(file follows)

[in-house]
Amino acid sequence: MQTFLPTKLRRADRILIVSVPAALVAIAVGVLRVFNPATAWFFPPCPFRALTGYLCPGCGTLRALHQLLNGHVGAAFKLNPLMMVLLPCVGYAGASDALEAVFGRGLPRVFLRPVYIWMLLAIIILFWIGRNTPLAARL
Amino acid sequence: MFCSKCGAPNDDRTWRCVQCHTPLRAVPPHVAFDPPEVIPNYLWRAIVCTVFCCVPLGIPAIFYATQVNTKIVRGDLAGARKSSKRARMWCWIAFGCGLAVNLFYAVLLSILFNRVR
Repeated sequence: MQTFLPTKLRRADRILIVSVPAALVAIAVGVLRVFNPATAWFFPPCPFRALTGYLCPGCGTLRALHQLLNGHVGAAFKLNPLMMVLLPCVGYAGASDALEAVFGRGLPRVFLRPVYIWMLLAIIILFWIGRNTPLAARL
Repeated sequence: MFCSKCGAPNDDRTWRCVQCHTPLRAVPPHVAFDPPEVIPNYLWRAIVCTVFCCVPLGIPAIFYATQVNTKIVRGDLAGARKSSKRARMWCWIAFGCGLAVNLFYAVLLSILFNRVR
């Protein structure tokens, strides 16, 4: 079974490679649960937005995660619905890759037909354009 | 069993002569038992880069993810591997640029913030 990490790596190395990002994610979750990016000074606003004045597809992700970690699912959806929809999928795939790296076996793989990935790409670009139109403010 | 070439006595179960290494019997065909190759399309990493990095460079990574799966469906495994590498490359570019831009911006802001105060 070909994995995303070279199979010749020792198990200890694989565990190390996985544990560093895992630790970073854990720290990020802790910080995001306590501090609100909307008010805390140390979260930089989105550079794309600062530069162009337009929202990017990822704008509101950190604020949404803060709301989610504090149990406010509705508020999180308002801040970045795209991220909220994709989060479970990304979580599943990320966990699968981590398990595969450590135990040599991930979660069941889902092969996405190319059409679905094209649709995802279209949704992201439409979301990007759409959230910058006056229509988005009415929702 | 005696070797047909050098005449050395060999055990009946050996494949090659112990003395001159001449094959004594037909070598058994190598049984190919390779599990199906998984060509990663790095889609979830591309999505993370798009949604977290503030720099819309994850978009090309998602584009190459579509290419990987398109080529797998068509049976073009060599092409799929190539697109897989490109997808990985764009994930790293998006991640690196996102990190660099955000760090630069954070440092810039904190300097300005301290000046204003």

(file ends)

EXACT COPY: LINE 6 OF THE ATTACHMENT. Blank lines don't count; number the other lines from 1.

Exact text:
């Protein structure tokens, strides 16, 4: 079974490679649960937005995660619905890759037909354009 | 069993002569038992880069993810591997640029913030 990490790596190395990002994610979750990016000074606003004045597809992700970690699912959806929809999928795939790296076996793989990935790409670009139109403010 | 070439006595179960290494019997065909190759399309990493990095460079990574799966469906495994590498490359570019831009911006802001105060 070909994995995303070279199979010749020792198990200890694989565990190390996985544990560093895992630790970073854990720290990020802790910080995001306590501090609100909307008010805390140390979260930089989105550079794309600062530069162009337009929202990017990822704008509101950190604020949404803060709301989610504090149990406010509705508020999180308002801040970045795209991220909220994709989060479970990304979580599943990320966990699968981590398990595969450590135990040599991930979660069941889902092969996405190319059409679905094209649709995802279209949704992201439409979301990007759409959230910058006056229509988005009415929702 | 005696070797047909050098005449050395060999055990009946050996494949090659112990003395001159001449094959004594037909070598058994190598049984190919390779599990199906998984060509990663790095889609979830591309999505993370798009949604977290503030720099819309994850978009090309998602584009190459579509290419990987398109080529797998068509049976073009060599092409799929190539697109897989490109997808990985764009994930790293998006991640690196996102990190660099955000760090630069954070440092810039904190300097300005301290000046204003």